According to the defect report, a failure inside the fuel pump could introduce internal debris that could build up and cause fuel starvation. Fuel starvation may result in an unexpected loss of motive power, which could contribute to a vehicle to crash. The suspect period began on June 12, 2013, when 3.0L Diesel engines with suspect HPFPs were introduced into vehicle production, and ended on December 13, 2019, when 3.0L Diesel engines with suspect HPFPs were no longer used in vehicle production.

Warning signs that your vehicle may be experiencing this problem include:
Drivers may notice a Malfunction Indicator Lamp, a service Electronic Throttle Control indicator, a fuel leak at the HPFP, or excessive noise from the HPFP.

FCA US is aware of 215 customer assistance records, 1,061 warranty claims, and three field reports that could be related to this issue.

Owners receiving notices will be asked to return to their dealers to have the HPFP replaced. Dealers will also inspect the entire fuel system and replace components as necessary. FCA’s number for this recall is Z46 and the NHTSA campaign number is 22V-406.

Ford will be contacting the owners of certain 2021-2022 Mustang Mach E vehicles because the high voltage battery in their cars may overheat. The problem may lead to loss of power and could increase the chance of an accident.

Ford’s Critical Concern Review Group first became aware of the problem in April 2022, after hearing of an issue pertaining to the high voltage battery main contactor overheating in a Mustang Mach E. A review of warranty reports found approximately 286 warranty claims where the problem was an open or welded battery contactor. According to the defect report, it is possible that the high voltage battery main contactors may overheat, which can result in an open contactor or a welded condition.

Contactors that are welded shut while driving, will result in an illuminated powertrain malfunction warning light on the next drive cycle, along with a no-start condition.

Contactors that become open while driving, will result in a powertrain malfunction warning light, the vehicle will display “Stop Safely Now” on the instrument panel, and the vehicle will lose power.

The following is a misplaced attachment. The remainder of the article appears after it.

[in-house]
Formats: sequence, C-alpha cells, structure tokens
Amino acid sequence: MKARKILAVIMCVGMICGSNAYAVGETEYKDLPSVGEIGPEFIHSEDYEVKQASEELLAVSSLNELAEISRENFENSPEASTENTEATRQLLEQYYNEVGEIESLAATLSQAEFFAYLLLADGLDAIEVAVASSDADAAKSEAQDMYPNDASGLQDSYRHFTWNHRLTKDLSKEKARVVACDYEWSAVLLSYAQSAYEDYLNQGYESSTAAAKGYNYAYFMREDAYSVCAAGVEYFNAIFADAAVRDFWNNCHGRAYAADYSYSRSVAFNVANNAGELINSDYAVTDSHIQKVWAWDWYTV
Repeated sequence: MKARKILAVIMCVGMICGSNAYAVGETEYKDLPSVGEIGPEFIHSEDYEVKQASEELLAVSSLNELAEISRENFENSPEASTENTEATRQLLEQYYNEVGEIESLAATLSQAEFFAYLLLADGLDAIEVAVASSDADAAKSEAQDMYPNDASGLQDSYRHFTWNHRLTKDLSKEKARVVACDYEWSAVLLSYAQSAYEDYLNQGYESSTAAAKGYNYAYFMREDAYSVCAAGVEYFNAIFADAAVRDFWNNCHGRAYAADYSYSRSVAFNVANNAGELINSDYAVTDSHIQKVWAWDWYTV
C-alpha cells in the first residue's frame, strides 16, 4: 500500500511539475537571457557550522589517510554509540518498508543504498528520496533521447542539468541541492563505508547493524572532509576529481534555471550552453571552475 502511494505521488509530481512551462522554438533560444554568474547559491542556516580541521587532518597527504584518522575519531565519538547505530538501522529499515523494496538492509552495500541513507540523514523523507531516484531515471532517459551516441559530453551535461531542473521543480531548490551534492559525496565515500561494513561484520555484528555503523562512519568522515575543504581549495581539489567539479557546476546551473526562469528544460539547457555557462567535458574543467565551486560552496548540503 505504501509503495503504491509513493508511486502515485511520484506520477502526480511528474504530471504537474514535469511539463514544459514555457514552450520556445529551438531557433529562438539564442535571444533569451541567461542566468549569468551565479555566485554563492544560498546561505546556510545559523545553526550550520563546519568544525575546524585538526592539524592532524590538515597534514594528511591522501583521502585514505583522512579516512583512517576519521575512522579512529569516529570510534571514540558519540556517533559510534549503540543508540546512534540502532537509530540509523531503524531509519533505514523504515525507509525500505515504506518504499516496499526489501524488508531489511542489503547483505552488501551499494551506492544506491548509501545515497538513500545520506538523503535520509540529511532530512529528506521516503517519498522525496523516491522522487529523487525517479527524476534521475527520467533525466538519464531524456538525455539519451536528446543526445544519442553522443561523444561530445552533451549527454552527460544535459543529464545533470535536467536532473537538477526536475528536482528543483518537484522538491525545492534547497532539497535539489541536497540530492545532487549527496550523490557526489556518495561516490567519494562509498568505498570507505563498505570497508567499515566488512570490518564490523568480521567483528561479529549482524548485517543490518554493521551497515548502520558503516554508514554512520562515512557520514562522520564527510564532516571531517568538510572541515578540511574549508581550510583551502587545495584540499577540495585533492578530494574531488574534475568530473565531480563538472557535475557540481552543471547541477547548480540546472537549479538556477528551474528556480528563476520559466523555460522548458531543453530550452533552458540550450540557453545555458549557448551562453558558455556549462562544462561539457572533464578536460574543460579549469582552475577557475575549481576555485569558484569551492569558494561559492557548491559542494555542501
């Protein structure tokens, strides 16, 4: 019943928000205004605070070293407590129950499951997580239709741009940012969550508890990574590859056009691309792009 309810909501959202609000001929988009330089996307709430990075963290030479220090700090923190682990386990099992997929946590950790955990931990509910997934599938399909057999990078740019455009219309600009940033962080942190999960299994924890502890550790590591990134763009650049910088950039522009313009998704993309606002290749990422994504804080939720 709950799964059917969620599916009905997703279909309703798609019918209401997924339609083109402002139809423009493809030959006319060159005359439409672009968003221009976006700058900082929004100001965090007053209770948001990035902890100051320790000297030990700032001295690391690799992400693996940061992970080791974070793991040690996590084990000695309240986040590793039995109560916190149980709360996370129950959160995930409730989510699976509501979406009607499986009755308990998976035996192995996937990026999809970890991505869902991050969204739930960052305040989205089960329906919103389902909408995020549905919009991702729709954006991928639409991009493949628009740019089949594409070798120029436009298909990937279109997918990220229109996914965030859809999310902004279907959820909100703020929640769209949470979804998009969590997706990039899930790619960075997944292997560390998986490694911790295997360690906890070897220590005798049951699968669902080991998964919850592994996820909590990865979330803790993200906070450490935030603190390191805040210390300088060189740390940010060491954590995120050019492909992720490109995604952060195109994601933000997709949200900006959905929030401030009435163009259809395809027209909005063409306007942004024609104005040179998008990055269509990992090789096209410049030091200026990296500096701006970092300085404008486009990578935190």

In both cases, all 12V systems including power brakes and steering will remain functional.

Ford will correct the problem by installing a Secondary On-Board Diagnostic Control Module (SOBDMC) and updating the Battery Energy Control Module (BECM) software. Ford is expected to begin Over-The-Air (OTA) updates for the SOBDMC and BECM software in July 2022. Owners will also have the option to take their vehicle to a Ford or Lincoln dealer to have the software update completed.

The updated SOBDMC software (LJ98-14G069-AXG, LJ98-14G069-AZG, LJ98-14G069-BBG, LJ98-14G069-BDG) will monitor contactor temperature and intelligently reduce battery power to prevent damage to the contactor. The updated BECM software (NJ98-14C197-AE, NJ98-14C197-BD) will monitor contactor resistance to identify an overheated contactor and reduce vehicle power to prevent further damage.

Ford’s number for this recall is 22S41 and the NHTSA campaign number is 22V-412.

Certain 2019-2020 Mustang vehicles equipped with 5.0L engines and manual transmissions, could experience a problem with the Powertrain Control Module (PCM). The PCM could broadcast a faulty signal to the modules controlling the reverse camera, reverse light, and driver-assist features. Owners will be instructed to return to their dealerships for repairs.

According to the safety report, the 2019 Mustang 5.0L Manual Transmission Model is the first to introduce a new Rev matching feature that includes a new Manual Gear Position Sensor and associated software/calibration.

In July 2020, Ford Product Development engineers identified a small number of warranty claims associated with the Manual Gear Position Sensor which caused the rear view camera and reverse lamps to stop functioning, but based on the low occurrences, the Critical Concern Review Group (CCRG) closed the investigation. By April 2022, 102 warranty claims alleging non-functioning rear view camera display and/or non-functioning reverse lamps and 94 warranty claims of potentially related non-functioning of various driver-assist features (traction control, forward collision warning, blind-spot warning, cross-traffic indicator) caused Ford’s Field Review Committee to reopen the investigation and issue a recall.

According to the defect report, some unique driving scenarios or vehicle conditions, including clutch slip, causing incorrect ratio, extended reverse driving, miscalibration of odd/even shift gates, customer modifications, a mismatch between the gear position sensor signal and the estimated gear calculation, might be detected by the PCM. The PCM will interpret the degraded signal to mean a fault and may disable the modules controlling the reverse camera, reverse lamps, and driver-assist features.

Owners receiving notices will be asked to return to their dealers to have the PCM software updated in their Mustang. Ford’s number for this recall is 22S37 and the NHTSA campaign number is 22V-382.

If you are experiencing repeated problems with your vehicle, it could be a lemon. If you have any questions about your rights and the California Lemon Law, please call our office at 888-395-3666 and get some great Lemon Law advice!